“Most assuredly, I say to you, when you were younger, you girded yourself and walked where you wished; but when you are old, you will stretch out your hands, and another will gird you and carry you where you do not wish.” "Follow me!" (John 21:18-19 NKJV)

Jesus stated this directly to Peter. The New King James Version translation is being used because the NIV, NLT, ESV and other Bible versions decided to translate the Greek word ζώννυμι (zōnnymi) to "clothe" or "dress" as in "clothe yourself" or "dress yourself."

"Gird" is the more accurate translation of ζώννυμι.

In other words, Jesus was not concerned about whether Peter would be dressing himself or not, as ecclesiastical translators of the NIV, NLT, ESV and other Bible translations would have us believe.

Yes, we don't typically use the word gird in modern English. But in those times people referred to girding because it was typically necessary to stabilize whatever clothing or armor one was wearing in order to keep it from falling off. During the time of Jesus, robes were often the typical clothing, and they were girded with rope among the less wealthy. The wealthier classes often girded their clothing with fancier belts and tassels.

What does this have to do with Jesus' point?

Jesus is using the concept of girding both in the sense of clothing and in the sense of the ability to stabilize ones body. Girding symbolizes binding clothing to the body, but also, in Jesus' second use of the word, the body itself being bound or girded.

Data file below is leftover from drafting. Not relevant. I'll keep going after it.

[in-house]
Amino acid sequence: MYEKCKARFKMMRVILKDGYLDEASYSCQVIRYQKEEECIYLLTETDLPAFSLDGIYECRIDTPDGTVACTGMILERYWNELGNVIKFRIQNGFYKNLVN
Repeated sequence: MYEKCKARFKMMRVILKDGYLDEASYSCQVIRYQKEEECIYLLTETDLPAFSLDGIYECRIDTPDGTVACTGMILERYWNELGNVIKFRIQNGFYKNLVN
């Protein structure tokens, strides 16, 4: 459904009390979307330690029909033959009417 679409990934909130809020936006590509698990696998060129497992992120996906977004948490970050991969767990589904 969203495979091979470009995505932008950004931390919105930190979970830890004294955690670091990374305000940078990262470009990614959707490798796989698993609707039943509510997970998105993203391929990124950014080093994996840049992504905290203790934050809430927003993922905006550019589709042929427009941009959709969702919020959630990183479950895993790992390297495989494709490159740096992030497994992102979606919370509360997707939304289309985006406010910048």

Jesus is also discussing Peter's freedom to move about: "when you were younger, you... walked where you wished."

Now Jesus is stating that when Peter's body grows old, he will no longer be able to walk where he wished, because, "another will gird you and carry you where you do not wish."

This can only take place under two scenarios: Either Jesus is speaking of Peter growing so old that he won't be able to take care of himself, or that he will be imprisoned.

The kind of prison stated here relates to being bound in chains - as many prisoners were in those days. When one is bound and shackled, there is no opportunity to travel freely, and there is no opportunity to dress oneself.

The Book of John then states:
Jesus said this to indicate the kind of death by which Peter would glorify God. (John 21:19)
The early Christian teacher Origin wrote about Peter's eventual death:
"Peter was crucified at Rome with his head downwards, as he himself had desired to suffer." (From Leo the Great 440-461)
This is consistent with Jesus' prophesy: "you will stretch out your hands, and another will gird you and carry you where you do not wish."

Stretching out ones hands would be appropriate to crucifixion, just as the concept of "another will gird you" because in this case, the reference to gird would relate to the body being girded to a cross.

As Origin wrote, and as put forth by other early Christian teachers, Peter would be imprisoned in his later years by the Romans due to his incessant teachings, and the Romans eventually crucified him. But because Peter felt himself unworthy of being crucified as Jesus had been, he requested the cross be turned upside down.